Strasburg would fill much the same need that Cole would if we’re talking hypothetical White Sox additions. Cole is two years younger and performed objectively better this season, making him more attractive. But he’ll also be more expensive. Strasburg obviously wouldn’t be cheap, either, but adding a top-of-the-rotation pitcher who can help vault your rebuilding team into contention mode never is. Ask the Cubs about Jon Lester. Ask the Astros about Justin Verlander. Ask the Boston Red Sox about Chris Sale.

Given the White Sox history — a history of trends Hahn is trying to veer away from, or at the very least not remain beholden to — perhaps a pricey contract for a hitter is more likely than one for a pitcher. Hahn has already indicated that starting pitching will be tops on the to-do list, but considering there are offensive holes to fill, too, Rendon bears watching.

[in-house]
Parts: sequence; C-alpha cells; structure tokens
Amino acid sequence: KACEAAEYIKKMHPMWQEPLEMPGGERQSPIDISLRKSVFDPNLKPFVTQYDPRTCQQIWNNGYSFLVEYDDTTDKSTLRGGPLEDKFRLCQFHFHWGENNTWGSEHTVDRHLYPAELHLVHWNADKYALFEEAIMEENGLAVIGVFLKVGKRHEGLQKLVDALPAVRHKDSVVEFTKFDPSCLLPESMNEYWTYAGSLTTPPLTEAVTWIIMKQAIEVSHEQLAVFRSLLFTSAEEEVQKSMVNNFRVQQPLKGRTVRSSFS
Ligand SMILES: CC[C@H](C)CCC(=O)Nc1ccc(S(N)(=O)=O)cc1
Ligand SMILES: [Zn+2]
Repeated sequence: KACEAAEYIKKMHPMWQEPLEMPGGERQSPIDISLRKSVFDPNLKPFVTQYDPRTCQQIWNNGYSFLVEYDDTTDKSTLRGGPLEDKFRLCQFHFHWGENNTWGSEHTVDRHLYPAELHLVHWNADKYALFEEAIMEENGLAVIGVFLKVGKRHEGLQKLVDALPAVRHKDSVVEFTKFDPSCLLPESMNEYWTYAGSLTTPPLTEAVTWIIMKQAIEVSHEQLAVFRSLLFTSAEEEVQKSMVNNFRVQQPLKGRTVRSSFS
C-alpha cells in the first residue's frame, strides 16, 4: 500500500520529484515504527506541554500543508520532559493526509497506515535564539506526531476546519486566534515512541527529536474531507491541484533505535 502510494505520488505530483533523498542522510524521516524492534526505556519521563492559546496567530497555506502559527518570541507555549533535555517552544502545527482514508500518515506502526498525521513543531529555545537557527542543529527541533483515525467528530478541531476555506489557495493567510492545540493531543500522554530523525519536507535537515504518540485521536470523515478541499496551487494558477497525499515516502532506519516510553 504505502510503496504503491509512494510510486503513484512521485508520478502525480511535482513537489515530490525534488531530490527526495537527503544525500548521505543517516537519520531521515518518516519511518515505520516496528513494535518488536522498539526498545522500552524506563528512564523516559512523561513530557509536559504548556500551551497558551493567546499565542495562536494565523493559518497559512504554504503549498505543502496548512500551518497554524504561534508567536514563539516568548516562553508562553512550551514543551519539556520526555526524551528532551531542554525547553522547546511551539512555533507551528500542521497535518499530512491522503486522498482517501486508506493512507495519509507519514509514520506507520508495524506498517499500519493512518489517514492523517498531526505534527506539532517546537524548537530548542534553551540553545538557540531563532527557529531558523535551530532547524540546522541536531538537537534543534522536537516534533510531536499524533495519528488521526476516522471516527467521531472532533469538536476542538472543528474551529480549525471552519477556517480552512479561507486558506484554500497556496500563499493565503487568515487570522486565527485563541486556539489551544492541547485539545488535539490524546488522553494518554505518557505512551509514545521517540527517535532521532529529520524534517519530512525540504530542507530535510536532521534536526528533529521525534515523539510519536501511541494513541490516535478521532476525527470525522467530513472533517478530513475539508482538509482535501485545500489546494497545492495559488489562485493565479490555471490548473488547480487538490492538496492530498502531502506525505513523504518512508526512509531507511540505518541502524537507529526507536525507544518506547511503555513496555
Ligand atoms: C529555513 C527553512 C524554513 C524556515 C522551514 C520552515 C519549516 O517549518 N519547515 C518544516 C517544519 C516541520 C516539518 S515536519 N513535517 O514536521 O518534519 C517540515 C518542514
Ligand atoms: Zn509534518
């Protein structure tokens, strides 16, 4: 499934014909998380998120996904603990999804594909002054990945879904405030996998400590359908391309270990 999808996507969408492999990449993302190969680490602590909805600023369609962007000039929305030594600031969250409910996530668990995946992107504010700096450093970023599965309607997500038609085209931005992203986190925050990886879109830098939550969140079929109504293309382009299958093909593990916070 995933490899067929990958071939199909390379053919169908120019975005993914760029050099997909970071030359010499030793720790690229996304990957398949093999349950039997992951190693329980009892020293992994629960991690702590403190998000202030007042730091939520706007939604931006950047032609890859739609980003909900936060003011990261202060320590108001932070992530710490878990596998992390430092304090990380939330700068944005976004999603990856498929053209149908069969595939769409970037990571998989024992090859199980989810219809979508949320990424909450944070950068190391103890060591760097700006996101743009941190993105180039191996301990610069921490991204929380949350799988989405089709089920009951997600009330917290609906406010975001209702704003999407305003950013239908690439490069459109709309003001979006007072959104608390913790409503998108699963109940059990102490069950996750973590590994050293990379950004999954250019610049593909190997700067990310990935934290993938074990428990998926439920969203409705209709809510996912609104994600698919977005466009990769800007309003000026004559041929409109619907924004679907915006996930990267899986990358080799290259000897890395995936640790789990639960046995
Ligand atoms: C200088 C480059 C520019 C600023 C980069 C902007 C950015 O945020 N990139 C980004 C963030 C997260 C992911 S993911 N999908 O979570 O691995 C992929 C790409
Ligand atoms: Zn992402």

He’ll be the biggest name among free-agent bats, and that status is well deserved after several seasons of somehow quiet MVP-caliber production. In 2019, he had a career year with a .319/.412/.598 slash line (a 1.010 OPS, goodness) to go along with 34 home runs, a major league leading 126 RBIs and an NL-leading 44 doubles. That’s a middle-of-the-lineup stick, for sure, one that would look good alongside Yoan Moncada, Eloy Jimenez, Luis Robert and in all likelihood, Jose Abreu.

Rendon’s postseason numbers have been similarly gaudy: a .375/.465/.594 line with a homer, four doubles, seven RBIs, eight walks and eight runs scored. The bat screams “sign him up,” and his glove is pretty great, too. Just one problem: The White Sox already have a third baseman, and a darn good one, in Moncada, who turned in his own career year at the plate and showed why he was ranked the No. 1 prospect in baseball not long ago. So does that prevent them from even pursuing Rendon this winter?